How would it feel if you could capture nature forever, never to be subject to change or decay? A snapshot in the history of ecological succession; a forest in the making, a river in mid flow, sea spray in suspense over boulders in a sunset. No need to fret over not having a digital single-lens camera (DSLR Camera) to capture those timeless moments, so long as you have a mobile phone. Sounds like a high-end waterproof mobile phone advertisements? No, it’s all in a day’s work for Lahiru Madusanka, a travel cum mobile photographer.
“I usually travel everywhere by bike. Taking the DSLR camera would mean that I have to carry many things including the tripod and several bags. But when I am using my mobile for photography it’s easy in so many ways,” Lahiru explained the reason he took up mobile photography.
Lahiru started photography over 12 years ago with a Sony Ericsson K750 which has a 2 mega pixel autofocus primary camera. “Now mobile photography is easier. You can adjust the settings using the manual mode, like on a DSLR camera. But earlier there was only auto,” he recollected.
Lahiru is using a Huawei GR5 Mini with a 13 mega pixel camera at the moment. “I use my mobile for all types of photography. I’m interested in night long exposure, landscape and travel photography,” revealed Lahiru.
According to Lahiru mobile photography is not exactly rocket science. Anyone can take mobile photos using any camera phone. “Never consider the brand of the phone. You must get the best out of what you have. Whether it’s an iphone or a Huawei, the quality of the photograph depends on the angle you shoot from,” came a piece of advice from Lahiru, for those who are interested in mobile photography, but complain about the brand of their mobiles.
Lahiru, whose hometown is Matara, received his education from MR/Pamburana Shariputhra Maha Vidyalaya and continued his AL in the Arts stream. He then completed a technical course in the Matara Vocational Training Centre. Lahiru completed a 3D Max and video editing course from IT House, Matara.
“I never thought that I’d be any good at landscape and travel photography when I first started. But now I realize that I am better at this than any other field,” admits Lahiru. He has many other pastimes, such as music and painting. Before discovering his true talents in photography he has played in a music band.
“I travel because I love capturing these places through the lenses. I like to show someone else, the places I traveled to,” says Lahiru. Despite time constraints Lahiru makes it a point to travel whenever he can. “I want to do new things that no one ever has tried before. I want to see even mundane things in a different angle,” he added. Lahiru hopes to travel to every nook and corner in Sri Lanka within the next five years.
“Photography has given me a lot of chances. Many people know me because of photography.” Lahiru informs that there is a short cut to Horton Plains in Belihuloya through Nonpareil. Due to environmental concerns this rout is not closed off. “But when I showed the authorities my previous work as a travel photographer they allowed me to use the route because they trusted me,” said Lahiru recollecting an instance where he considered it a blessing to be a photographer. While travelling and capturing the beauty of places Lahiru is also very concerned about the environment.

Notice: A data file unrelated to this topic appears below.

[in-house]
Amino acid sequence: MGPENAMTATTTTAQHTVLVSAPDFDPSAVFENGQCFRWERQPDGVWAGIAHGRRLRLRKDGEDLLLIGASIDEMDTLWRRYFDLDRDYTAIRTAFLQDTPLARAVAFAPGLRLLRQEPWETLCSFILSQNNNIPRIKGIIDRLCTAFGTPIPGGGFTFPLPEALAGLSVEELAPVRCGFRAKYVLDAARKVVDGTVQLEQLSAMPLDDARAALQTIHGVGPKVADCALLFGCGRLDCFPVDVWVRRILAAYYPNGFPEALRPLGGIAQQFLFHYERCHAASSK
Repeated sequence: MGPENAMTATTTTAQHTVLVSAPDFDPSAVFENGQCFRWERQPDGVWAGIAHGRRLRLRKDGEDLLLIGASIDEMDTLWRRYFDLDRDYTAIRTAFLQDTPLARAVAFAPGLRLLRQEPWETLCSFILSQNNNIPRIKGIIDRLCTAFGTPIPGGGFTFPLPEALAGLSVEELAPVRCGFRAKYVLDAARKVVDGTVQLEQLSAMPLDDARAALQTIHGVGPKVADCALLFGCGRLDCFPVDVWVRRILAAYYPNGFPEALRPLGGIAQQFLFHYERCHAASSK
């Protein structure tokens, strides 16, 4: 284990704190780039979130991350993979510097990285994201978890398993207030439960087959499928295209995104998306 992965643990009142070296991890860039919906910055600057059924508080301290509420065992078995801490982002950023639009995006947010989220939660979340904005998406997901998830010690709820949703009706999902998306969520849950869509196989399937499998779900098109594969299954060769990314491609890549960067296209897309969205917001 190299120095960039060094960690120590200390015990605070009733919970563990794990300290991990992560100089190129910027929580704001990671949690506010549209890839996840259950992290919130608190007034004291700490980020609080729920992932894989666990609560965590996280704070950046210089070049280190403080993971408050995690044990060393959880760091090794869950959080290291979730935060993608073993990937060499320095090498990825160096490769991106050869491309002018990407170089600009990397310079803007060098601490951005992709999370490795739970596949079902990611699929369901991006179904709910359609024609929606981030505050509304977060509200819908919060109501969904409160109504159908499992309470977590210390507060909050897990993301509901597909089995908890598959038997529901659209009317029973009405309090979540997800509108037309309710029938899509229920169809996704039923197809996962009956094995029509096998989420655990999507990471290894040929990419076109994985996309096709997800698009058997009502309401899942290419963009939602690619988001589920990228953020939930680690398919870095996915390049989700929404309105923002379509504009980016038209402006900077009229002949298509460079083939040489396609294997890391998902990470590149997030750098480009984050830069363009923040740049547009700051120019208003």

“As a principle I don’t mention the precise location when I upload photos. There are some places where no one has been before,” says Lahiru. In many instances Lahiru had been guilt ridden when people visited a place because they saw one of his photos and then ended up ruining its aesthetic beauty. He mentions such locations only in private massages, only after rigorously stalking inquirer’s profiles to confirm that they are not the kind of people who are environmentally insensitive. Travelling with a passion to capture the nature’s pristine beauty had often resulted in unforgettable experiences for Lahiru.
“Bopath Ella fall which is located in Ratnapura District cascades in the shape of a Bo leaf in three stages. During the rainy season there is a risk of a sudden increase in water level,” related Lahiru. In 2016 when he visited Bopath Ella he went too close without realizing that it had rained in Sri Pada. The water level increased suddenly, trapping him in one of the islands with all his equipment. “I had nowhere to go till my friends come to rescue me,” Lahiru reminisced about one of those unforgettable moments that only travel photographers can boast of.
“I started photography as a leisure activity but I wish I could develop this as a career. Currently I am working in the private sector. And with my current job, the time I can allocate for travelling is limited. But if I could develop my career as a freelance photographer I would have more time and could produce better work,” says Lahiru.
Though Lahiru has not entered his photographs in any competition yet, he is eagerly waiting to try one. An innovative photography exhibition is also in the pipeline for later this year. Lahiru assures that it would be a one of a kind event, “something different and it will be the first time such an event will be held in Sri Lanka.”